Paratonia In Flemish Nursing Homes: State Of The Art | 79008
Journal of Alzheimers Disease & Parkinsonism
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Besides well-known cognitive challenges, motor abilities are affected in dementia due to several underlying movement disorders. A major underlying motor problem is paratonia, a form of hypertonia characterized by a variable, involuntary resistance against passive movement. Paratonia is often associated with contractures, decubitus and difficulties in comfortable positioning and daily care procedures. The body of knowledge with regard to paratonia is scarce and thereby evidence-based management is lacking. In an online survey, physiotherapists working in nursing homes in Flanders (Belgium) were inquired for the eventual presence of any implemented (standardized) paratonia policy or protocol and for their clinical appreciation of currently used ‘therapeutic’ strategies and positioning methods/aids. Though paratonia was estimated to be present in 40% of the nursing home residents suffering from dementia, only a minority (17%) of nursing homes seems to have a standardized paratonia policy. With respect to the most applied and appraised therapeutic interventions, positioning and soft passive mobilization could be withheld. For a lying or seated position, respectively C-shaped positioning cushions and a multiposition wheelchair were the most commonly applied and positively appraised positioning aids. According to the respondents, active movement should be encouraged as long as possible, and several relaxation techniques may be of use. Crucial for the success of any therapeutic intervention for paratonia, a multidisciplinary involvement is highlighted as prerequisite, comprising a good communication and cooperation between all staff members. The need for fundamental and clinical research and demand for practical guidelines was highly endorsed by this survey.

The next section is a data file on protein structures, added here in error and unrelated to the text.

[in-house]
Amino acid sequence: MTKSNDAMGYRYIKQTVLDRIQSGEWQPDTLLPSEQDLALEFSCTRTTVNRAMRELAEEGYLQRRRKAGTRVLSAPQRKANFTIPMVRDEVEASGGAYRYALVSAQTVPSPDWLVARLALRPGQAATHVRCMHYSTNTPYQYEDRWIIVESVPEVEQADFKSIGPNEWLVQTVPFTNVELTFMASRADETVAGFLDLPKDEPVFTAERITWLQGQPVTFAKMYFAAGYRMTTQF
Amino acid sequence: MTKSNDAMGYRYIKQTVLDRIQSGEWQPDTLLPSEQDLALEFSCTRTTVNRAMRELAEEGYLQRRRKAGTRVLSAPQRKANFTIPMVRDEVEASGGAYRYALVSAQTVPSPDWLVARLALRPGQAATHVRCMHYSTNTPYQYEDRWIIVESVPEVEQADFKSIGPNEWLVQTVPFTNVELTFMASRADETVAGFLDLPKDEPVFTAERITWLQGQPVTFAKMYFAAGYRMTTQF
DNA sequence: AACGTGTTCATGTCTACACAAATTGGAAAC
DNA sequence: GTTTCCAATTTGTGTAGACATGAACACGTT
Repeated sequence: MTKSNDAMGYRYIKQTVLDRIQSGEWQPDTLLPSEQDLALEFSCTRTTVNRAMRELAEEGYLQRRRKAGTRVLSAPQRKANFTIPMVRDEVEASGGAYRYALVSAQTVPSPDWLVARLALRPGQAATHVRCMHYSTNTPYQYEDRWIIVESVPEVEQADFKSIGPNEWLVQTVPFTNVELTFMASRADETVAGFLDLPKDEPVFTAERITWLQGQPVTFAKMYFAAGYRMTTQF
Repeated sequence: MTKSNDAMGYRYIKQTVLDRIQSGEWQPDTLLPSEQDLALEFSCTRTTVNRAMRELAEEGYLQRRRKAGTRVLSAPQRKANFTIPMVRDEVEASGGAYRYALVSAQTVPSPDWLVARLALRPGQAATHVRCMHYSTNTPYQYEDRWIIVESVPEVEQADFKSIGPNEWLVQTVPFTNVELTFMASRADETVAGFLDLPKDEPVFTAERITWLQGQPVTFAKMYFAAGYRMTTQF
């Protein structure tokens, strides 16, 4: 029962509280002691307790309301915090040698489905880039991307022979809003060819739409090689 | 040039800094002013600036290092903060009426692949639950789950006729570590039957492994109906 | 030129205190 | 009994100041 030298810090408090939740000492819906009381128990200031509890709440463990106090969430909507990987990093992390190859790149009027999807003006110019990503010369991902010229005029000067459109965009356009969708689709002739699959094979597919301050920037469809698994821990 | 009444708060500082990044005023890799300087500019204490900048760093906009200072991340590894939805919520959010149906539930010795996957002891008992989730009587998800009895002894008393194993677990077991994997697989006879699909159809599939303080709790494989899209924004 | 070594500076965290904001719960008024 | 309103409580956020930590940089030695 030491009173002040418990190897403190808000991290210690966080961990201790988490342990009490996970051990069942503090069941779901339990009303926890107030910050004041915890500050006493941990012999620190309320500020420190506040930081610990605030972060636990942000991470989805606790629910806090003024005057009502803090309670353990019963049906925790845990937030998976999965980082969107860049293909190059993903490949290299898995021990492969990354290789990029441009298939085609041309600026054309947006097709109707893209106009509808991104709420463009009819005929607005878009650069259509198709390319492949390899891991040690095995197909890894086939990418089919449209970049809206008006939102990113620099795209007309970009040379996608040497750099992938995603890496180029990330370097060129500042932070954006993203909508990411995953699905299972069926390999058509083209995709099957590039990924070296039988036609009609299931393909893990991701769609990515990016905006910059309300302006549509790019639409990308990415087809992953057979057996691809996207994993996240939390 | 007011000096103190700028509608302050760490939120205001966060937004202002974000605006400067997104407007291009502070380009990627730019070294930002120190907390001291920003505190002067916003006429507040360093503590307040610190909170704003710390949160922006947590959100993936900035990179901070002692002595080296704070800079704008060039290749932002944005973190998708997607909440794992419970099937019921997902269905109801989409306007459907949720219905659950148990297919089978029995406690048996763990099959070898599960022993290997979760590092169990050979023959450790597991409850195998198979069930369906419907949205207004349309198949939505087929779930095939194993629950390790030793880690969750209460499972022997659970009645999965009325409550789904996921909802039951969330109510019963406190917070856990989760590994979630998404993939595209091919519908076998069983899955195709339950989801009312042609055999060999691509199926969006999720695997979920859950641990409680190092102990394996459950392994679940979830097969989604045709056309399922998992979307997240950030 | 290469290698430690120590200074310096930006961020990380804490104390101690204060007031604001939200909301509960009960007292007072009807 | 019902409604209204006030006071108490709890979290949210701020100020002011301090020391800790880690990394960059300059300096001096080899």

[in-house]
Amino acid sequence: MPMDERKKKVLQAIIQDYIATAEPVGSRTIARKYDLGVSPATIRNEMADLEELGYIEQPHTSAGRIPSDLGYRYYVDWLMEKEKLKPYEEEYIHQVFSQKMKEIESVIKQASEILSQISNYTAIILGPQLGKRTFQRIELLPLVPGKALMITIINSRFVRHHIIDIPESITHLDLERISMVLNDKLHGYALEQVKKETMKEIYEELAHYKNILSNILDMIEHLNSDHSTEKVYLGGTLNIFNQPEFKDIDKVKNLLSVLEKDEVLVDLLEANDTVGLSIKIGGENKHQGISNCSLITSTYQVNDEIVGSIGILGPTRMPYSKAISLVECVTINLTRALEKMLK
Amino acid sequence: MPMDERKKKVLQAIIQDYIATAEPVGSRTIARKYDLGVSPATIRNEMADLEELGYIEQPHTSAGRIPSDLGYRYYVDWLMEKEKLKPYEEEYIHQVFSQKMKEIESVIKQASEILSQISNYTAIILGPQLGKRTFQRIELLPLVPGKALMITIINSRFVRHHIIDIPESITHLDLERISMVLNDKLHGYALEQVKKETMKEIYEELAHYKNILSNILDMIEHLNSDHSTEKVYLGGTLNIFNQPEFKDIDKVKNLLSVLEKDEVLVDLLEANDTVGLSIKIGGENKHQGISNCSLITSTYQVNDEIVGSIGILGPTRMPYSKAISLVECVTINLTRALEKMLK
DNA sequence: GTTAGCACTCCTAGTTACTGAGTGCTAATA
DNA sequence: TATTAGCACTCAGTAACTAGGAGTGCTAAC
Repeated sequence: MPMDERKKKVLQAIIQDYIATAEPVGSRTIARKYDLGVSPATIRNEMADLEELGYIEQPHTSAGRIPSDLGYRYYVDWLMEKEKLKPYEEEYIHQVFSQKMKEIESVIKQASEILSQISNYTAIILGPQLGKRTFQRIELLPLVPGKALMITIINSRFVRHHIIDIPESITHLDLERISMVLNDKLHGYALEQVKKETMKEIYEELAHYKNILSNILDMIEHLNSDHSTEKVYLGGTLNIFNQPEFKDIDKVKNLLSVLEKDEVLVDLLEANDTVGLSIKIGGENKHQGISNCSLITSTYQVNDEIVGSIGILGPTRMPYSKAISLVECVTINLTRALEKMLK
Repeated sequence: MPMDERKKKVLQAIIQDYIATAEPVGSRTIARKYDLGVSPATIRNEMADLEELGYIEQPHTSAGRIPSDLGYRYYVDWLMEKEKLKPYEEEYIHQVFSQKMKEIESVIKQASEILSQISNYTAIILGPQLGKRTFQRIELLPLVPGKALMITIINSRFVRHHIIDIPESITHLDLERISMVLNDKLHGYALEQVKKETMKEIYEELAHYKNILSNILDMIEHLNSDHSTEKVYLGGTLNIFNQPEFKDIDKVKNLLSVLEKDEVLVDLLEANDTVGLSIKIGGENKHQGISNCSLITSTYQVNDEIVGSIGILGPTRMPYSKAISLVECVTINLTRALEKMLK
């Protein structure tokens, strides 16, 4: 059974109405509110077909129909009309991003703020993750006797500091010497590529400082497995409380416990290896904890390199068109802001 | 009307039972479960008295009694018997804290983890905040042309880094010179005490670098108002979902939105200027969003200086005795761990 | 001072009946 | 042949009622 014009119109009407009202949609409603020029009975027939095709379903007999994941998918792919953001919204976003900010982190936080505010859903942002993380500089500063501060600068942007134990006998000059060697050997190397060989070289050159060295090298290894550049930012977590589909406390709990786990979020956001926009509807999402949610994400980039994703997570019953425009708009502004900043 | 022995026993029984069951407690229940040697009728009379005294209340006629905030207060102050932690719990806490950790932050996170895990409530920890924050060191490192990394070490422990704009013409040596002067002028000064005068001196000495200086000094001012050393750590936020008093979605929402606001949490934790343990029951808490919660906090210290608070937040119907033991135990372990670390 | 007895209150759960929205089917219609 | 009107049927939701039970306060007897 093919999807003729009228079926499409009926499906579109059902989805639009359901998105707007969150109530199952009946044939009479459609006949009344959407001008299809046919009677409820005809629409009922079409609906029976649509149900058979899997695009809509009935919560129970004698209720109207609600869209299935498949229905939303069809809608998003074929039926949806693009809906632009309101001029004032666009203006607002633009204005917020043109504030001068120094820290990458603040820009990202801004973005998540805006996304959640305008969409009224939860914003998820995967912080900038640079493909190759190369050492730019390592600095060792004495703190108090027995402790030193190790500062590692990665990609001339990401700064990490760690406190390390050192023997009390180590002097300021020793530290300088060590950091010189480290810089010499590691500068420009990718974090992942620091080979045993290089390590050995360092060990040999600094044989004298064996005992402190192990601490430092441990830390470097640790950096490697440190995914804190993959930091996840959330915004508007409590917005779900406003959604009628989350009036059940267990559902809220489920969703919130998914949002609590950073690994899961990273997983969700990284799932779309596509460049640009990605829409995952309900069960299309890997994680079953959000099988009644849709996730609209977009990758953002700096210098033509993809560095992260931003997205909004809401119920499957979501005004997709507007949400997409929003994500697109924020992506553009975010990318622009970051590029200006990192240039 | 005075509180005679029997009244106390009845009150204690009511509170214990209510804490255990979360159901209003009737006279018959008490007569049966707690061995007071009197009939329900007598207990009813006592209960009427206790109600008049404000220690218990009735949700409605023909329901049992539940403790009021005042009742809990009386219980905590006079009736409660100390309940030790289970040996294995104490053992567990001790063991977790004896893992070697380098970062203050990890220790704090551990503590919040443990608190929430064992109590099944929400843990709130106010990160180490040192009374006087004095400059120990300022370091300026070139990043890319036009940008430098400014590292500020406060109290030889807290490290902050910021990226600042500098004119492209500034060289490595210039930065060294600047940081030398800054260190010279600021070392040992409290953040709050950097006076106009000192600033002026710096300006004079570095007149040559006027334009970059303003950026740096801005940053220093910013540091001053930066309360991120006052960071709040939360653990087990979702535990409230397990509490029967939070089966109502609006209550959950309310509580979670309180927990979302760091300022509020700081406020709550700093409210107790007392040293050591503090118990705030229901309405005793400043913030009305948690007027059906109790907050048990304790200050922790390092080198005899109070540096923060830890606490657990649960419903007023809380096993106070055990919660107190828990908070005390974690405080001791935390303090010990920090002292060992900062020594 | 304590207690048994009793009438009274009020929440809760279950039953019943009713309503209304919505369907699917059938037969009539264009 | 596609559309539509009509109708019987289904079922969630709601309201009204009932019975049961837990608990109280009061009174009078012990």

Bieke Van Deun has a Master of Science degree in Motor Rehabilitation and Physiotherapy. She has been working as a physiotherapist in a hospital and a nursing home for 10 years. At present, she is a PhD student at the Department of Rehabilitation Sciences and Physiotherapy of the Ghent University. Her research topic is paratonia in dementia.
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